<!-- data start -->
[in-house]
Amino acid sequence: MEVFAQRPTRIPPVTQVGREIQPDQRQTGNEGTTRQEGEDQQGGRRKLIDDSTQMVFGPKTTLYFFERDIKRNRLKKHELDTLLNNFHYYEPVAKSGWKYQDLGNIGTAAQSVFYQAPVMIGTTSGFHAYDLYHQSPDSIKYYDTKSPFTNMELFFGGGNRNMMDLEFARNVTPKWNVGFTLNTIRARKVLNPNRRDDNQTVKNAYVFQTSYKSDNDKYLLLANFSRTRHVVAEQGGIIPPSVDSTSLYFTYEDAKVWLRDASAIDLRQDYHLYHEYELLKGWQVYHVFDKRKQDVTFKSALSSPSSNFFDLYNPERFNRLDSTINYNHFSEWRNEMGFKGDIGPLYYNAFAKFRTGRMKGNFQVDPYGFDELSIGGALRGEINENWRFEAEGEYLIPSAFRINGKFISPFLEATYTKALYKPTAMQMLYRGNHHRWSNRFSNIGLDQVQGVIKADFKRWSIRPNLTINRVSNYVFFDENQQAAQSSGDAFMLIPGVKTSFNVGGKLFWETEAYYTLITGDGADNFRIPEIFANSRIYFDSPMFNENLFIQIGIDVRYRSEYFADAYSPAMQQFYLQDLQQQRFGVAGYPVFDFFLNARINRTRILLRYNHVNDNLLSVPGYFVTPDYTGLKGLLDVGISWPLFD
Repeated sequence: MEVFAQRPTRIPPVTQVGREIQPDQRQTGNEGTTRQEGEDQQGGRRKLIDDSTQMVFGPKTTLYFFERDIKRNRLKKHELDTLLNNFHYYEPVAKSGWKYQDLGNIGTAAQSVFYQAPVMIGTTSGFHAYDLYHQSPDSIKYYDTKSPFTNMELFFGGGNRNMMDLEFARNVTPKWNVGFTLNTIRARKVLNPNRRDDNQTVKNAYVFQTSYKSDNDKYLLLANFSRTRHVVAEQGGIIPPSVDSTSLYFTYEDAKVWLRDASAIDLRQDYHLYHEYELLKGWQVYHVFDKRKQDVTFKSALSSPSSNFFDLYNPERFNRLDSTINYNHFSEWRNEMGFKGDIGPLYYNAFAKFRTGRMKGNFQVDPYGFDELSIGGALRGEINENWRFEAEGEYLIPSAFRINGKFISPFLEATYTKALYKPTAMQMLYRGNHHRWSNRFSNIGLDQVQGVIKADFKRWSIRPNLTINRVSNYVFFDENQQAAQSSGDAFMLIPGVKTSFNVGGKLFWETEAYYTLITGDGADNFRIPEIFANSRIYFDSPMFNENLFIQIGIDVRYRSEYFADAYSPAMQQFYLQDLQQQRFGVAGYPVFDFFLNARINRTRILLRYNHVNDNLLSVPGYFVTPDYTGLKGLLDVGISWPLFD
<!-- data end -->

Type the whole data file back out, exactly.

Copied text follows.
[in-house]
Amino acid sequence: MEVFAQRPTRIPPVTQVGREIQPDQRQTGNEGTTRQEGEDQQGGRRKLIDDSTQMVFGPKTTLYFFERDIKRNRLKKHELDTLLNNFHYYEPVAKSGWKYQDLGNIGTAAQSVFYQAPVMIGTTSGFHAYDLYHQSPDSIKYYDTKSPFTNMELFFGGGNRNMMDLEFARNVTPKWNVGFTLNTIRARKVLNPNRRDDNQTVKNAYVFQTSYKSDNDKYLLLANFSRTRHVVAEQGGIIPPSVDSTSLYFTYEDAKVWLRDASAIDLRQDYHLYHEYELLKGWQVYHVFDKRKQDVTFKSALSSPSSNFFDLYNPERFNRLDSTINYNHFSEWRNEMGFKGDIGPLYYNAFAKFRTGRMKGNFQVDPYGFDELSIGGALRGEINENWRFEAEGEYLIPSAFRINGKFISPFLEATYTKALYKPTAMQMLYRGNHHRWSNRFSNIGLDQVQGVIKADFKRWSIRPNLTINRVSNYVFFDENQQAAQSSGDAFMLIPGVKTSFNVGGKLFWETEAYYTLITGDGADNFRIPEIFANSRIYFDSPMFNENLFIQIGIDVRYRSEYFADAYSPAMQQFYLQDLQQQRFGVAGYPVFDFFLNARINRTRILLRYNHVNDNLLSVPGYFVTPDYTGLKGLLDVGISWPLFD
Repeated sequence: MEVFAQRPTRIPPVTQVGREIQPDQRQTGNEGTTRQEGEDQQGGRRKLIDDSTQMVFGPKTTLYFFERDIKRNRLKKHELDTLLNNFHYYEPVAKSGWKYQDLGNIGTAAQSVFYQAPVMIGTTSGFHAYDLYHQSPDSIKYYDTKSPFTNMELFFGGGNRNMMDLEFARNVTPKWNVGFTLNTIRARKVLNPNRRDDNQTVKNAYVFQTSYKSDNDKYLLLANFSRTRHVVAEQGGIIPPSVDSTSLYFTYEDAKVWLRDASAIDLRQDYHLYHEYELLKGWQVYHVFDKRKQDVTFKSALSSPSSNFFDLYNPERFNRLDSTINYNHFSEWRNEMGFKGDIGPLYYNAFAKFRTGRMKGNFQVDPYGFDELSIGGALRGEINENWRFEAEGEYLIPSAFRINGKFISPFLEATYTKALYKPTAMQMLYRGNHHRWSNRFSNIGLDQVQGVIKADFKRWSIRPNLTINRVSNYVFFDENQQAAQSSGDAFMLIPGVKTSFNVGGKLFWETEAYYTLITGDGADNFRIPEIFANSRIYFDSPMFNENLFIQIGIDVRYRSEYFADAYSPAMQQFYLQDLQQQRFGVAGYPVFDFFLNARINRTRILLRYNHVNDNLLSVPGYFVTPDYTGLKGLLDVGISWPLFD